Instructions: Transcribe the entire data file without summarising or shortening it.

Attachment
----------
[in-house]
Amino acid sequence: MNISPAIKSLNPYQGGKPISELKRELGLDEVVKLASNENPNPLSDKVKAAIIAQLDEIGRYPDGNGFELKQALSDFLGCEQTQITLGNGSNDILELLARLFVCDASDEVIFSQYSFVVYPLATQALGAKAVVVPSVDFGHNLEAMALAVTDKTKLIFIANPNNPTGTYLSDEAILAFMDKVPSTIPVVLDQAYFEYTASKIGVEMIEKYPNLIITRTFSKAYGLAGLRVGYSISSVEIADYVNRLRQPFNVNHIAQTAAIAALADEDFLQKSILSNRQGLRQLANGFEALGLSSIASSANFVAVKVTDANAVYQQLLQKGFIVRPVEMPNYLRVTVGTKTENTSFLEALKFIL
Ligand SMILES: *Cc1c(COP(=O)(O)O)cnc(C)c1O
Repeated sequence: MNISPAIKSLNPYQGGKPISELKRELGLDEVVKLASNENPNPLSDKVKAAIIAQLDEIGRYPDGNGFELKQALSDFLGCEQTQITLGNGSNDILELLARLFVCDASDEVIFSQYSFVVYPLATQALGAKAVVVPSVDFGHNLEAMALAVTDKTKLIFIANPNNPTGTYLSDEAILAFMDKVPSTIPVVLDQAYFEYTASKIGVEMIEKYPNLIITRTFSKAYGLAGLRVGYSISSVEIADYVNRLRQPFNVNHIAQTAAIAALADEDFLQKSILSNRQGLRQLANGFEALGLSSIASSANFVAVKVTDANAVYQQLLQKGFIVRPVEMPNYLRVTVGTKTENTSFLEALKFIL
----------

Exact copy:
[in-house]
Amino acid sequence: MNISPAIKSLNPYQGGKPISELKRELGLDEVVKLASNENPNPLSDKVKAAIIAQLDEIGRYPDGNGFELKQALSDFLGCEQTQITLGNGSNDILELLARLFVCDASDEVIFSQYSFVVYPLATQALGAKAVVVPSVDFGHNLEAMALAVTDKTKLIFIANPNNPTGTYLSDEAILAFMDKVPSTIPVVLDQAYFEYTASKIGVEMIEKYPNLIITRTFSKAYGLAGLRVGYSISSVEIADYVNRLRQPFNVNHIAQTAAIAALADEDFLQKSILSNRQGLRQLANGFEALGLSSIASSANFVAVKVTDANAVYQQLLQKGFIVRPVEMPNYLRVTVGTKTENTSFLEALKFIL
Ligand SMILES: *Cc1c(COP(=O)(O)O)cnc(C)c1O
Repeated sequence: MNISPAIKSLNPYQGGKPISELKRELGLDEVVKLASNENPNPLSDKVKAAIIAQLDEIGRYPDGNGFELKQALSDFLGCEQTQITLGNGSNDILELLARLFVCDASDEVIFSQYSFVVYPLATQALGAKAVVVPSVDFGHNLEAMALAVTDKTKLIFIANPNNPTGTYLSDEAILAFMDKVPSTIPVVLDQAYFEYTASKIGVEMIEKYPNLIITRTFSKAYGLAGLRVGYSISSVEIADYVNRLRQPFNVNHIAQTAAIAALADEDFLQKSILSNRQGLRQLANGFEALGLSSIASSANFVAVKVTDANAVYQQLLQKGFIVRPVEMPNYLRVTVGTKTENTSFLEALKFIL